Created by Audanika in Germany, SoundPrism is a stunning interface that immerses the user in a relaxing, meditative music making experience. . The iOS app, most impressive on iPad, is incredibly intuitive, generating an alluring grid of glowing tiles whose colors represent pitch. But while it’s easy for total non-musicians to make stunning melodies, the interface design is steeped in some deep musical theory. The SoundPrism tiles are arranged in a Circle of Thirds, a symmetric model that the app’s musician developers believe is a fantastic method for teaching basic harmonic theory. In fact, if you’re a music theory geek, Audanika created a harmony theory blog to explore the “symmetry model” embodied by their app.
Experiments in Mobile Music Apps

Generative music apps


At our sponsor Intel's LifeScoop site, I posted about "Music That Writes Itself":

In ambient music pioneer Brian Eno’s 1996 book A Year with Swollen Appendices, the composer wrote, “I really think it is possible that our grandchildren will look at us in wonder and say: ‘you mean you used to listen to exactly the same thing over and over again?’” Eno was talking about generative music, a process by which a computer creates unique works from fixed parameters set by the artist. In its simplest form, you twist a few knobs (virtual or otherwise) and the computer takes it from there, creating music that can be credited to the system itself. The term generative art is most likely derived from “generative grammar,” a linguistic theory Noam Chomsky first proposed in his book Syntactic Structures (1965) to refer to deep-seated rules that describe any language. Steven Holtzman, author of Digital Mosaics (1997), traces the art form to the dawn of the information age in the 1960s, when musicians like Gottfried Michael Koenig and Iannis Xenakis pioneered computer composition. Decades later, a number of generative music apps are bringing Eno’s vision to our smartphones.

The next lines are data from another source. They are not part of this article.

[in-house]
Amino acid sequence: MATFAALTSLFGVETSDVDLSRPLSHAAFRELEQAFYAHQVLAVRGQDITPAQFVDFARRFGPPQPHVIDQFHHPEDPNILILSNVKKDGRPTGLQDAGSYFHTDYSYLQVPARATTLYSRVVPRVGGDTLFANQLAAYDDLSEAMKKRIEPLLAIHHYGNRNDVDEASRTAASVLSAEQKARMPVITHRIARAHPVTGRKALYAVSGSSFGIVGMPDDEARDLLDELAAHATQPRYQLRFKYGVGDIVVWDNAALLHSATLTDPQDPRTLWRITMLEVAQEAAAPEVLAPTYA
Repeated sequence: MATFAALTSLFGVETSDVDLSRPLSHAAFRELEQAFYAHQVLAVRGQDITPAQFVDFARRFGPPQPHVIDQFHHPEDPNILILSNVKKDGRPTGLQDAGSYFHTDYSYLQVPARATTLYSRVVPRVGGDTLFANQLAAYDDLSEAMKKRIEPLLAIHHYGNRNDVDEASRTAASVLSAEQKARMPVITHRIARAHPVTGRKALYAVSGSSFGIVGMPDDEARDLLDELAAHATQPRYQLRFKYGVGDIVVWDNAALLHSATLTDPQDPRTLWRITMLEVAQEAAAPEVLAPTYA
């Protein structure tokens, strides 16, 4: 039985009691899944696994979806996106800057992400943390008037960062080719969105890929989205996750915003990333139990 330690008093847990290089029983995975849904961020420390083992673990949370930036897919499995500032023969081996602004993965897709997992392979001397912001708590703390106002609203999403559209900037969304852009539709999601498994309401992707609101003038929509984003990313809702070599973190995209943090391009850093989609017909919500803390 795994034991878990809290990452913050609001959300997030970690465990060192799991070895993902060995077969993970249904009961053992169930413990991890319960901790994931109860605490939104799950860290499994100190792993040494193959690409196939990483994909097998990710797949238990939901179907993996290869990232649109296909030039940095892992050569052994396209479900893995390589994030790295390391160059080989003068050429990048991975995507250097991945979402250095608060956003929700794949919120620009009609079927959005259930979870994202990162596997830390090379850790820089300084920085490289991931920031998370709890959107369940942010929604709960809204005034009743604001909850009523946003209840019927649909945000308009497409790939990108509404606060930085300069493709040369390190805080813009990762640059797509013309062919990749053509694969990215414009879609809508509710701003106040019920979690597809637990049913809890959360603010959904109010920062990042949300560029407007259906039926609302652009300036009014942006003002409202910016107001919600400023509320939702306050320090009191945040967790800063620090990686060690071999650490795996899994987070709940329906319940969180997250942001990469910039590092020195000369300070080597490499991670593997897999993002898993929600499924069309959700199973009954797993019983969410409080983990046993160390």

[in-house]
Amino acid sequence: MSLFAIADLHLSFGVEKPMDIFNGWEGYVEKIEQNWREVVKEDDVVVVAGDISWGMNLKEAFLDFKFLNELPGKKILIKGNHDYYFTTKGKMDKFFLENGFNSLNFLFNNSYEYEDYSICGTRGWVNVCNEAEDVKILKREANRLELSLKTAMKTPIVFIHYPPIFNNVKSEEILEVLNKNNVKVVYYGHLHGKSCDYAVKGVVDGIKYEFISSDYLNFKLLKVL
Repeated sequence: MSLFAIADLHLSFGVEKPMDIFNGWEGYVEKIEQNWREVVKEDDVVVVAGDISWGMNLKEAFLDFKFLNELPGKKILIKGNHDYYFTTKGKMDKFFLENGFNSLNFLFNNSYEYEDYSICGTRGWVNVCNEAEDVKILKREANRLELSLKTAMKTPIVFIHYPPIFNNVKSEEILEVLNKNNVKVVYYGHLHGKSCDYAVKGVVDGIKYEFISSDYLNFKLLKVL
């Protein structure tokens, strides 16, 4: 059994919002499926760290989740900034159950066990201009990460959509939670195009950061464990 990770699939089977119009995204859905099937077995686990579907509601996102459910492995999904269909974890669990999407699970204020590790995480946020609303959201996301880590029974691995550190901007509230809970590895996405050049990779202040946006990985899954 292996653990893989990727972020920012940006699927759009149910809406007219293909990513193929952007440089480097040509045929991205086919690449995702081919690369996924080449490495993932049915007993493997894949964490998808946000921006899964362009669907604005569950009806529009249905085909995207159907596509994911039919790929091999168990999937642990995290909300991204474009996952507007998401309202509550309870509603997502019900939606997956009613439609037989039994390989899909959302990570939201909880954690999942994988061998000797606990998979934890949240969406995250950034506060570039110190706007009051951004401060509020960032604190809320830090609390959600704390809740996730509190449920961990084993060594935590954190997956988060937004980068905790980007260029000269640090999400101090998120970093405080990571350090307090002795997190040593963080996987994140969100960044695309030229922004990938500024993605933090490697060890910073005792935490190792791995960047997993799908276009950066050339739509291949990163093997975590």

"Music That Writes Itself"